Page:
This precious little dress was made for me by my maternal grandmother, Martha Marie Frederick Stark. Judging from the size of the dress, I would guesstimate it to be circa 1948-1949. It has stood the test of time (60 years--ouch) showing only a few little wear spots in the yellow dotted swiss material.
I have mentioned in other blogs that my grandmother, affectionally named Teek by me, was a seamstress beyond compare. As explained to me by my mother, in the old days Teek would order dresses from Joseph Horne's in Pittsburgh and they would be delivered by truck--does anyone remember when a department store delivered ;-)
Teek would then cut a pattern from the dress and send it back--very creative! This little dress is sewn TOTALLY by hand--no sewing machine was used. Her precise little stitches are clearly visible when holding the dress--the tiny lace, the seams, the thin finished edge of the puffed sleeve.
Teek's signature on all dresses was the hand creweled flowers on the lapel or elsewhere on the piece. My mother, as she became older, hated those touches. It was fine when she was in elementary school; however, not appreciated when she was in high school. In fact, one of my mother's greatest delights was when she was able to go to a department store and purchase a "store bought" dress for the first time since her mom made all of her clothes.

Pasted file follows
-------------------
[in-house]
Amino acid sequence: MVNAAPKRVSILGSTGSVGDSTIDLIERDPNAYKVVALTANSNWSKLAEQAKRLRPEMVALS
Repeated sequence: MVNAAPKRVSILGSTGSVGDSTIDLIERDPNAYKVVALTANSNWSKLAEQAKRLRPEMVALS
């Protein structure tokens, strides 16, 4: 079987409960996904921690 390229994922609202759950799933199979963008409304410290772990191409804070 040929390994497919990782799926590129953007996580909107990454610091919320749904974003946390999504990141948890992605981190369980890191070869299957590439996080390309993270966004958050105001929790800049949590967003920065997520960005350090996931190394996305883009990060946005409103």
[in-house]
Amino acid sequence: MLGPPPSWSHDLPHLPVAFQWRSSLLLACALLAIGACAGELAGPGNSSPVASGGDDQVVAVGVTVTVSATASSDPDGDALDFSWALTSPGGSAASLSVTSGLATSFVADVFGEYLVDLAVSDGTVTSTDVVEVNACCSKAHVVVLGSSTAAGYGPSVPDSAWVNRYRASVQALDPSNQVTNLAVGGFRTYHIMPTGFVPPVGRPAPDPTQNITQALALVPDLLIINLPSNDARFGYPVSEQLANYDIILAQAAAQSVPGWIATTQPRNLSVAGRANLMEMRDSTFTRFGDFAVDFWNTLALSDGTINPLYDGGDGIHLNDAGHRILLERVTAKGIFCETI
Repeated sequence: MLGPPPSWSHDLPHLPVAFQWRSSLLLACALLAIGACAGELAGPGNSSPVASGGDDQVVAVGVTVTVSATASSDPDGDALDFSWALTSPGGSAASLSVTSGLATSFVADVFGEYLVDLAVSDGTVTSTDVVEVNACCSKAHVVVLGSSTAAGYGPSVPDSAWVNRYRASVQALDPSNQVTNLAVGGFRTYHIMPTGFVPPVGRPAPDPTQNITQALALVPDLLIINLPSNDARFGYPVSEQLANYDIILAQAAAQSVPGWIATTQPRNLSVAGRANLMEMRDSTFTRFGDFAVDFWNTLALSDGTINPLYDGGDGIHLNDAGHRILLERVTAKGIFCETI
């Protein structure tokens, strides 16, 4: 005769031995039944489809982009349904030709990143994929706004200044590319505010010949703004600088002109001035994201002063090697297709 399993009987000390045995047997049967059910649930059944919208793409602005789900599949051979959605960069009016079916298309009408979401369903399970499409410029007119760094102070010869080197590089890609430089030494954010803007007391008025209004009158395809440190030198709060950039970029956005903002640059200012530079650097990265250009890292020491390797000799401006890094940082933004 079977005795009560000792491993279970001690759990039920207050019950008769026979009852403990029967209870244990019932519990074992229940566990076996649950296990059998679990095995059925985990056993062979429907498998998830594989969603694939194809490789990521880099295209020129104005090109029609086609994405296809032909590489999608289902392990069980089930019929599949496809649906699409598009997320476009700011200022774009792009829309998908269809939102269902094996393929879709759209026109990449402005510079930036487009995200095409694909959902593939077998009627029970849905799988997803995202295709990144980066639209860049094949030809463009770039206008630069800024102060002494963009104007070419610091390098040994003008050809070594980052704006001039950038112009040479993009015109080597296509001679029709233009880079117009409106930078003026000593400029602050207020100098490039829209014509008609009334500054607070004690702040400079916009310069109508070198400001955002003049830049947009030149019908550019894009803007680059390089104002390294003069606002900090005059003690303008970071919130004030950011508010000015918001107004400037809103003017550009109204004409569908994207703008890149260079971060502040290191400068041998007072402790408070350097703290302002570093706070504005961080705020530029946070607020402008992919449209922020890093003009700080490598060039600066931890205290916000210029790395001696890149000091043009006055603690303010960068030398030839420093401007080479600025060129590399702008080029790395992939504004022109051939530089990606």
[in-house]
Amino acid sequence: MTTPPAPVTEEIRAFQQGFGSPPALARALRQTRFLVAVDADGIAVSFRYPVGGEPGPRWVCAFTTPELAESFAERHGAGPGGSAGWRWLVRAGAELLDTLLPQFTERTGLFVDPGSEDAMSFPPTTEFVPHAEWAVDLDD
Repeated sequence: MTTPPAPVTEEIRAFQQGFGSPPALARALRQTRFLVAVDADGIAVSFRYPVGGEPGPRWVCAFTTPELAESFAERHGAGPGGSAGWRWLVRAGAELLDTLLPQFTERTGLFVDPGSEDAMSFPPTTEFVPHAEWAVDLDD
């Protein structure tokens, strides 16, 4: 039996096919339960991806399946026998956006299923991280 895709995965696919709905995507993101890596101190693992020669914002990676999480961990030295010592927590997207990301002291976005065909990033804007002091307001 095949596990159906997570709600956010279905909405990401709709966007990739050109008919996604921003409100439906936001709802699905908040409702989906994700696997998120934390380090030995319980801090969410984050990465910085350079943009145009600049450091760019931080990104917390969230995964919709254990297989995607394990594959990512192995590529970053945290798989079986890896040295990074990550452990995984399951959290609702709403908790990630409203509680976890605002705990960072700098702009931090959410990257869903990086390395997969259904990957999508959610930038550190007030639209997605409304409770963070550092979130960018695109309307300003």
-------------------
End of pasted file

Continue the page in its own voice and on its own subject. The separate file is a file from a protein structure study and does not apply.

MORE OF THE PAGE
Teek made all of my dresses, jumpers and skirts when I was in elementary school. They always had e-x-t-r-e-m-e-l-y long hems to be let out as I grew taller. As mentioned in last week's blog, she would also make a matching dress for my Ginny doll.
She made some of my clothes throughout my junior and senior high days. A vivid memory for me was in 1964, the beginning of my senior year in high school, coming home one day and taking scissors to several of those skirts. Someone had made fun of the length of the skirt I had worn, saying it was way too long. As a student planning to major in home ec in college, shortening a skirt was child's play! I never heard that comment again...lol
© 2010, copyright Linda Hughes Hiser